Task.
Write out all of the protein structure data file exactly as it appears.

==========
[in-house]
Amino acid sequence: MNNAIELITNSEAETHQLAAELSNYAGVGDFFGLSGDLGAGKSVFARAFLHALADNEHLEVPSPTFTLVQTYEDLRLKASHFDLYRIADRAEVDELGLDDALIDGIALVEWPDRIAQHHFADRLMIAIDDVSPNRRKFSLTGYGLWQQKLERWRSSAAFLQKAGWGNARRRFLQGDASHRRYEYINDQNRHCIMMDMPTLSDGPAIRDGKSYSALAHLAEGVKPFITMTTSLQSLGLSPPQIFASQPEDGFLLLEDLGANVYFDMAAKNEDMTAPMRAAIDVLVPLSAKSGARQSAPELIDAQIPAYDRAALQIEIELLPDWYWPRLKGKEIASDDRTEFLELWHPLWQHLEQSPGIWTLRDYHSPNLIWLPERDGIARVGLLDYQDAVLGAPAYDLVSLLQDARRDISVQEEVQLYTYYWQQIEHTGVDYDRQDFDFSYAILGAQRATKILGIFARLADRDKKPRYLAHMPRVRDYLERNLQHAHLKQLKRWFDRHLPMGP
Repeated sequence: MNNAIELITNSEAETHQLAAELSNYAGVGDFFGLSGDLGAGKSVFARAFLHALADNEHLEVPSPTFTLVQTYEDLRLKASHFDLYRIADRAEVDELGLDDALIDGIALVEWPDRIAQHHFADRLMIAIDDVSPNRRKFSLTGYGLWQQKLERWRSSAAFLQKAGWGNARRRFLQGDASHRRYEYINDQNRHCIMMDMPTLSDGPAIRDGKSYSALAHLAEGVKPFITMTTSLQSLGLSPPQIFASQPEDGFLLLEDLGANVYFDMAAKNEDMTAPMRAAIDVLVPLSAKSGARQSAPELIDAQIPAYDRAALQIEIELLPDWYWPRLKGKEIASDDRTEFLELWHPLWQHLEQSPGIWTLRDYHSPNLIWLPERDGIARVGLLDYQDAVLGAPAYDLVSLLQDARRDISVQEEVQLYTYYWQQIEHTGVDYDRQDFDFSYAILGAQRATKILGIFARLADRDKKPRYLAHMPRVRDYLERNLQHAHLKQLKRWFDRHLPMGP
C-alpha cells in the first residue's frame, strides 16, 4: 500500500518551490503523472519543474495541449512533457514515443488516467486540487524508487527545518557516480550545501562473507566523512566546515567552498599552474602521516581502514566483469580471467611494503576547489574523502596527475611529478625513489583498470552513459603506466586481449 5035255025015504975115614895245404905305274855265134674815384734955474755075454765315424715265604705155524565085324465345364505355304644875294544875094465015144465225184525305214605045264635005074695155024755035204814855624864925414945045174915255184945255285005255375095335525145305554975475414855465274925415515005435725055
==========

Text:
[in-house]
Amino acid sequence: MNNAIELITNSEAETHQLAAELSNYAGVGDFFGLSGDLGAGKSVFARAFLHALADNEHLEVPSPTFTLVQTYEDLRLKASHFDLYRIADRAEVDELGLDDALIDGIALVEWPDRIAQHHFADRLMIAIDDVSPNRRKFSLTGYGLWQQKLERWRSSAAFLQKAGWGNARRRFLQGDASHRRYEYINDQNRHCIMMDMPTLSDGPAIRDGKSYSALAHLAEGVKPFITMTTSLQSLGLSPPQIFASQPEDGFLLLEDLGANVYFDMAAKNEDMTAPMRAAIDVLVPLSAKSGARQSAPELIDAQIPAYDRAALQIEIELLPDWYWPRLKGKEIASDDRTEFLELWHPLWQHLEQSPGIWTLRDYHSPNLIWLPERDGIARVGLLDYQDAVLGAPAYDLVSLLQDARRDISVQEEVQLYTYYWQQIEHTGVDYDRQDFDFSYAILGAQRATKILGIFARLADRDKKPRYLAHMPRVRDYLERNLQHAHLKQLKRWFDRHLPMGP
Repeated sequence: MNNAIELITNSEAETHQLAAELSNYAGVGDFFGLSGDLGAGKSVFARAFLHALADNEHLEVPSPTFTLVQTYEDLRLKASHFDLYRIADRAEVDELGLDDALIDGIALVEWPDRIAQHHFADRLMIAIDDVSPNRRKFSLTGYGLWQQKLERWRSSAAFLQKAGWGNARRRFLQGDASHRRYEYINDQNRHCIMMDMPTLSDGPAIRDGKSYSALAHLAEGVKPFITMTTSLQSLGLSPPQIFASQPEDGFLLLEDLGANVYFDMAAKNEDMTAPMRAAIDVLVPLSAKSGARQSAPELIDAQIPAYDRAALQIEIELLPDWYWPRLKGKEIASDDRTEFLELWHPLWQHLEQSPGIWTLRDYHSPNLIWLPERDGIARVGLLDYQDAVLGAPAYDLVSLLQDARRDISVQEEVQLYTYYWQQIEHTGVDYDRQDFDFSYAILGAQRATKILGIFARLADRDKKPRYLAHMPRVRDYLERNLQHAHLKQLKRWFDRHLPMGP
C-alpha cells in the first residue's frame, strides 16, 4: 500500500518551490503523472519543474495541449512533457514515443488516467486540487524508487527545518557516480550545501562473507566523512566546515567552498599552474602521516581502514566483469580471467611494503576547489574523502596527475611529478625513489583498470552513459603506466586481449 5035255025015504975115614895245404905305274855265134674815384734955474755075454765315424715265604705155524565085324465345364505355304644875294544875094465015144465225184525305214605045264635005074695155024755035204814855624864925414945045174915255184945255285005255375095335525145305554975475414855465274925415515005435725055